Peres: You Have a Right to Dislike My Party's Cost

While thousands came from around the world to honor Shimon Peres this week, some Israeli commentators complained about costs

David Lev ,

Bill Clinton, Shimon Peres
Bill Clinton, Shimon Peres
Flash 90

As birthday parties go, the one Shimon Peres has been holding this week is one of the most opulent and expensive in Israel's history. The festivities – and its main event, the annual Presidential Conference - cost upwards of an estimated NIS 2 million ($450,000), and saw hundreds of guests from abroad enjoying free or subsidized plane tickets, hotel stays, and restaurant lunches and dinners. The Conference, which always attracts speakers, executives, and celebrities who come to pay tribute to Peres, took on an added measure of celebration this year, as Peres celebrated his 90th birthday with the thousands that attended the conference.

While there were many highlights of this year's event – including a concert by singer Barbra Streisand in honor of Peres – the most well-publicized event was a speech by former U.S. President Bill Clinton on Monday. For that speech, Clinton was supposed to have been paid $500,000, with the money coming from the Jewish National Fund. After an outcry last week the JNF decided to withdraw its support from the event, and Clinton announced that he would donate his “honorarium” to scholarship funds. It's not clear, however, if the former president did not receive other funds.

Interviews with a number of foreign visitors and dignitaries revealed that many received subsidized airfares to the event, while others had their plane tickets paid for. The funding came from numerous sources in Israel and abroad.

In the past few days, Israeli media has been somewhat critical of Peres and the “cult of personality” endemic to the Presidential Conference – with a Yediot Achronot op-ed piece facetiously describing the president as “Kim Il-Peres,” an allusion to the former North Korean leader Kim il-Jung, who also inspires “great admiration.” In the piece, columnist Noam Dvir wrote that “the most irritating thing in the celebration was the exaggerated praise. Peres, with all due respect, is not a 'social Albert Einstein' like Clinton called him. He did not invent the theory of relativity, he did not invent science or nanotechnology, although he often mentions them in his speeches, both relevantly and irrelevantly.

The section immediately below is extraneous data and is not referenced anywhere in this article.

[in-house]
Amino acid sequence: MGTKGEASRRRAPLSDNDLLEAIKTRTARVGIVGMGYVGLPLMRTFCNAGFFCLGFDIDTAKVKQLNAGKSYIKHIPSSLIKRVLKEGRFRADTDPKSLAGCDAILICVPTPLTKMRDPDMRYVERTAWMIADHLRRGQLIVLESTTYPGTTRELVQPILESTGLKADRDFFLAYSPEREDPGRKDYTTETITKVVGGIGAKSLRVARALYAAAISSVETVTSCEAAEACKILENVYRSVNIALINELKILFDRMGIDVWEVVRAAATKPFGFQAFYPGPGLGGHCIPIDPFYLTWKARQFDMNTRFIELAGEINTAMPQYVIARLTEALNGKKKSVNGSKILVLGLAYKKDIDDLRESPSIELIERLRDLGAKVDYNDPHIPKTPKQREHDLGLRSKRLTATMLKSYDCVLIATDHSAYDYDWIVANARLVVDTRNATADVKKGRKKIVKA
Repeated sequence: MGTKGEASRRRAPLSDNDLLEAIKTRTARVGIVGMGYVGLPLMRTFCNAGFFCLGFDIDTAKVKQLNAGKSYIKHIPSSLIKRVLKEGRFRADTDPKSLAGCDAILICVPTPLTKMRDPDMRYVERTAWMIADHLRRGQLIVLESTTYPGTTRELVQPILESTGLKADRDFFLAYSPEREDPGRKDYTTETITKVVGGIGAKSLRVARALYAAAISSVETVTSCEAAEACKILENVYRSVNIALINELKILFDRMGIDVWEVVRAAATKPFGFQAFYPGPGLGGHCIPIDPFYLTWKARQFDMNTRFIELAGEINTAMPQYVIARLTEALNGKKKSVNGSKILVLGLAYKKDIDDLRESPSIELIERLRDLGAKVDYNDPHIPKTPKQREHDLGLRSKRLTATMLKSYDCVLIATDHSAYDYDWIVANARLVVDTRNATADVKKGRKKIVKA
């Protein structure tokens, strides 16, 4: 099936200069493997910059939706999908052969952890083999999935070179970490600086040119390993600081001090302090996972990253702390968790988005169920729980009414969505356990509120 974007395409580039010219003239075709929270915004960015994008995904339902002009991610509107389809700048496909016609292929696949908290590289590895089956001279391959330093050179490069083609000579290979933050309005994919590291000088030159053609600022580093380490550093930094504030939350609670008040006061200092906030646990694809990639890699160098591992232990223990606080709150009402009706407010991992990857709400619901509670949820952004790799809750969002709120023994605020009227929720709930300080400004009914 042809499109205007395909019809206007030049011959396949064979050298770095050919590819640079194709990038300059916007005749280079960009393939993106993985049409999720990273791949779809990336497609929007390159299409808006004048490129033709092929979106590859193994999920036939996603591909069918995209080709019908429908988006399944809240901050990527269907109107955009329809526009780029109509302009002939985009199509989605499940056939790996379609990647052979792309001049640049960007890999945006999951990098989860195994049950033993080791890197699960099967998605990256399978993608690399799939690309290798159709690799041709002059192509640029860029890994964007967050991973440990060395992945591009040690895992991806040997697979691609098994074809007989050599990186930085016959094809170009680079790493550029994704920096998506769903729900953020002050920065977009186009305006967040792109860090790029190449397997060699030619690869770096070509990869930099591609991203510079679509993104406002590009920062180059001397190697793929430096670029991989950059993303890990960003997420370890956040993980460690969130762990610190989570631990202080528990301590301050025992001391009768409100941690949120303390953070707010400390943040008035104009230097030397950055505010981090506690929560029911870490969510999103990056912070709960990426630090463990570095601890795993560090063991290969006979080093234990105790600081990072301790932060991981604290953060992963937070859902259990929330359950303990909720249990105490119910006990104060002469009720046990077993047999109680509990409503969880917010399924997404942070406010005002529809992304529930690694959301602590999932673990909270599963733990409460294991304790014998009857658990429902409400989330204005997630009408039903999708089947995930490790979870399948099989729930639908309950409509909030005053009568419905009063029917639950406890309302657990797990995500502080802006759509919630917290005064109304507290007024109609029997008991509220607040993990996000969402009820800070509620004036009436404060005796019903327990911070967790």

“The president is neither our father nor our king,” Dvir continued. “Peres is laudable for some of his deeds. He is worthy of admiration for the fact that in spite of his advanced age, he is full of energy. The cult of personality he enjoyed on Tuesday is uncommon in Israeli political culture and contradicts all the values Peres preaches. What happens in North Korea should remain in North Korea,” he added.

Other articles have complained that the money spent on the Peres-related events could be better spent on helping the poor. According to numerous opinion-makers, it is very unseemly for Peres to be spending this kind of money – even if much of it was donated – on an event celebrating his “vision of the future” (the Presidential Conference event is called simply “Tomorrow”), when many Israelis were suffering in the present.

Peres has not responded to these complaints in the past, but on Thursday, shortly before the closing ceremony of the Conference, he made his thoughts on the matter known. Responding to reporters' questions on the misgivings many Israelis have about the event, Peres responded that he understood the critics, but that criticism was to be expected. “We live in a democracy,” he said. “I would be surprised if there was not criticism. This is a part of democracy.” Peres then moved on to the next question.